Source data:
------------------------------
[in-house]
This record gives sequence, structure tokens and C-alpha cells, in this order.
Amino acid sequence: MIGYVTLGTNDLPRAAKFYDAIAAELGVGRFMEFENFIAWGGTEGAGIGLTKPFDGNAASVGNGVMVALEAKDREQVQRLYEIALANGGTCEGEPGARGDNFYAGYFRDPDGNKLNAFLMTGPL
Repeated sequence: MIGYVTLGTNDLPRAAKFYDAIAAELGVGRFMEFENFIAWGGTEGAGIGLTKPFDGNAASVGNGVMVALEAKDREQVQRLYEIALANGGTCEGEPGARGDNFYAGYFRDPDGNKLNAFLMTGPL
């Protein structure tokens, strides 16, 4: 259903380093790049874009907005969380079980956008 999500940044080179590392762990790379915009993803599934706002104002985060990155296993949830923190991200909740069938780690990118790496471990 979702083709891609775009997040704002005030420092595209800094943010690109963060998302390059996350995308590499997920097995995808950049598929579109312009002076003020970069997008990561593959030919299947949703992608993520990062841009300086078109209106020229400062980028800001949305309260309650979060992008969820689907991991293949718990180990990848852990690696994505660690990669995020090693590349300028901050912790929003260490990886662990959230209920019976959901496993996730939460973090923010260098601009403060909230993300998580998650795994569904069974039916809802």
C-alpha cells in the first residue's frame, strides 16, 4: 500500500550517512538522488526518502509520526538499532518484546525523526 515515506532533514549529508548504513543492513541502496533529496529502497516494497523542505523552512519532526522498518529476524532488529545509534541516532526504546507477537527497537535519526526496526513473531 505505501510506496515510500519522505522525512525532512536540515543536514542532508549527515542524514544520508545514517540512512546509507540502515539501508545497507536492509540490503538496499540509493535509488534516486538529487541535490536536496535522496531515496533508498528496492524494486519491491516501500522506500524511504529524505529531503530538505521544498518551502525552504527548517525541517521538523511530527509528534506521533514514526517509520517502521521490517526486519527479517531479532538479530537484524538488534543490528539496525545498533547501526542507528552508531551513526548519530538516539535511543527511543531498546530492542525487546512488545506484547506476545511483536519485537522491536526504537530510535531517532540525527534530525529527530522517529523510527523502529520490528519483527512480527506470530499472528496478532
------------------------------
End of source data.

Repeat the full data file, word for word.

[in-house]
This record gives sequence, structure tokens and C-alpha cells, in this order.
Amino acid sequence: MIGYVTLGTNDLPRAAKFYDAIAAELGVGRFMEFENFIAWGGTEGAGIGLTKPFDGNAASVGNGVMVALEAKDREQVQRLYEIALANGGTCEGEPGARGDNFYAGYFRDPDGNKLNAFLMTGPL
Repeated sequence: MIGYVTLGTNDLPRAAKFYDAIAAELGVGRFMEFENFIAWGGTEGAGIGLTKPFDGNAASVGNGVMVALEAKDREQVQRLYEIALANGGTCEGEPGARGDNFYAGYFRDPDGNKLNAFLMTGPL
């Protein structure tokens, strides 16, 4: 259903380093790049874009907005969380079980956008 999500940044080179590392762990790379915009993803599934706002104002985060990155296993949830923190991200909740069938780690990118790496471990 979702083709891609775009997040704002005030420092595209800094943010690109963060998302390059996350995308590499997920097995995808950049598929579109312009002076003020970069997008990561593959030919299947949703992608993520990062841009300086078109209106020229400062980028800001949305309260309650979060992008969820689907991991293949718990180990990848852990690696994505660690990669995020090693590349300028901050912790929003260490990886662990959230209920019976959901496993996730939460973090923010260098601009403060909230993300998580998650795994569904069974039916809802």
C-alpha cells in the first residue's frame, strides 16, 4: 500500500550517512538522488526518502509520526538499532518484546525523526 515515506532533514549529508548504513543492513541502496533529496529502497516494497523542505523552512519532526522498518529476524532488529545509534541516532526504546507477537527497537535519526526496526513473531 505505501510506496515510500519522505522525512525532512536540515543536514542532508549527515542524514544520508545514517540512512546509507540502515539501508545497507536492509540490503538496499540509493535509488534516486538529487541535490536536496535522496531515496533508498528496492524494486519491491516501500522506500524511504529524505529531503530538505521544498518551502525552504527548517525541517521538523511530527509528534506521533514514526517509520517502521521490517526486519527479517531479532538479530537484524538488534543490528539496525545498533547501526542507528552508531551513526548519530538516539535511543527511543531498546530492542525487546512488545506484547506476545511483536519485537522491536526504537530510535531517532540525527534530525529527530522517529523510527523502529520490528519483527512480527506470530499472528496478532